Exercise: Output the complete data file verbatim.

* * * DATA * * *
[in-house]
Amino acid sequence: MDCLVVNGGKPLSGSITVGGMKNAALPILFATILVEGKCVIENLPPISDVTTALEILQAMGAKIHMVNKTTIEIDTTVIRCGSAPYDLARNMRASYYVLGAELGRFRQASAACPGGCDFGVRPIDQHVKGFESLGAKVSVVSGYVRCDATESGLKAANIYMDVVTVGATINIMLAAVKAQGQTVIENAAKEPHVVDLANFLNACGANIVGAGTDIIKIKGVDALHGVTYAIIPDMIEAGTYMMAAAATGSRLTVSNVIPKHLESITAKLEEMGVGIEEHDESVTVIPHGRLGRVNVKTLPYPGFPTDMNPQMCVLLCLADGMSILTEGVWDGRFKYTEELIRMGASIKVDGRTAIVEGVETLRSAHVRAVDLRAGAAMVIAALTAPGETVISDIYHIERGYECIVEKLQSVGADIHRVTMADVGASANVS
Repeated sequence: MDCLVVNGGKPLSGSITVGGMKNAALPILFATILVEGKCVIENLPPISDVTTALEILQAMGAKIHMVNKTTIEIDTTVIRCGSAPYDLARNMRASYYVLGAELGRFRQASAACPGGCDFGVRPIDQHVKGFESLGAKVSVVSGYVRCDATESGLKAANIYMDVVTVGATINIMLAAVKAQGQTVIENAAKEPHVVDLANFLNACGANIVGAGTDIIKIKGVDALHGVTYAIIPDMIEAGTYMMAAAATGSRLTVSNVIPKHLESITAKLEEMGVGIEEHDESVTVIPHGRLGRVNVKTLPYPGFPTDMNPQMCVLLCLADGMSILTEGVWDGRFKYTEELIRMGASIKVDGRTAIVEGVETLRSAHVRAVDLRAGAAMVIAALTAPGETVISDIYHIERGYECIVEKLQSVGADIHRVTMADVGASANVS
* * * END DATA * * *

[in-house]
Amino acid sequence: MDCLVVNGGKPLSGSITVGGMKNAALPILFATILVEGKCVIENLPPISDVTTALEILQAMGAKIHMVNKTTIEIDTTVIRCGSAPYDLARNMRASYYVLGAELGRFRQASAACPGGCDFGVRPIDQHVKGFESLGAKVSVVSGYVRCDATESGLKAANIYMDVVTVGATINIMLAAVKAQGQTVIENAAKEPHVVDLANFLNACGANIVGAGTDIIKIKGVDALHGVTYAIIPDMIEAGTYMMAAAATGSRLTVSNVIPKHLESITAKLEEMGVGIEEHDESVTVIPHGRLGRVNVKTLPYPGFPTDMNPQMCVLLCLADGMSILTEGVWDGRFKYTEELIRMGASIKVDGRTAIVEGVETLRSAHVRAVDLRAGAAMVIAALTAPGETVISDIYHIERGYECIVEKLQSVGADIHRVTMADVGASANVS
Repeated sequence: MDCLVVNGGKPLSGSITVGGMKNAALPILFATILVEGKCVIENLPPISDVTTALEILQAMGAKIHMVNKTTIEIDTTVIRCGSAPYDLARNMRASYYVLGAELGRFRQASAACPGGCDFGVRPIDQHVKGFESLGAKVSVVSGYVRCDATESGLKAANIYMDVVTVGATINIMLAAVKAQGQTVIENAAKEPHVVDLANFLNACGANIVGAGTDIIKIKGVDALHGVTYAIIPDMIEAGTYMMAAAATGSRLTVSNVIPKHLESITAKLEEMGVGIEEHDESVTVIPHGRLGRVNVKTLPYPGFPTDMNPQMCVLLCLADGMSILTEGVWDGRFKYTEELIRMGASIKVDGRTAIVEGVETLRSAHVRAVDLRAGAAMVIAALTAPGETVISDIYHIERGYECIVEKLQSVGADIHRVTMADVGASANVS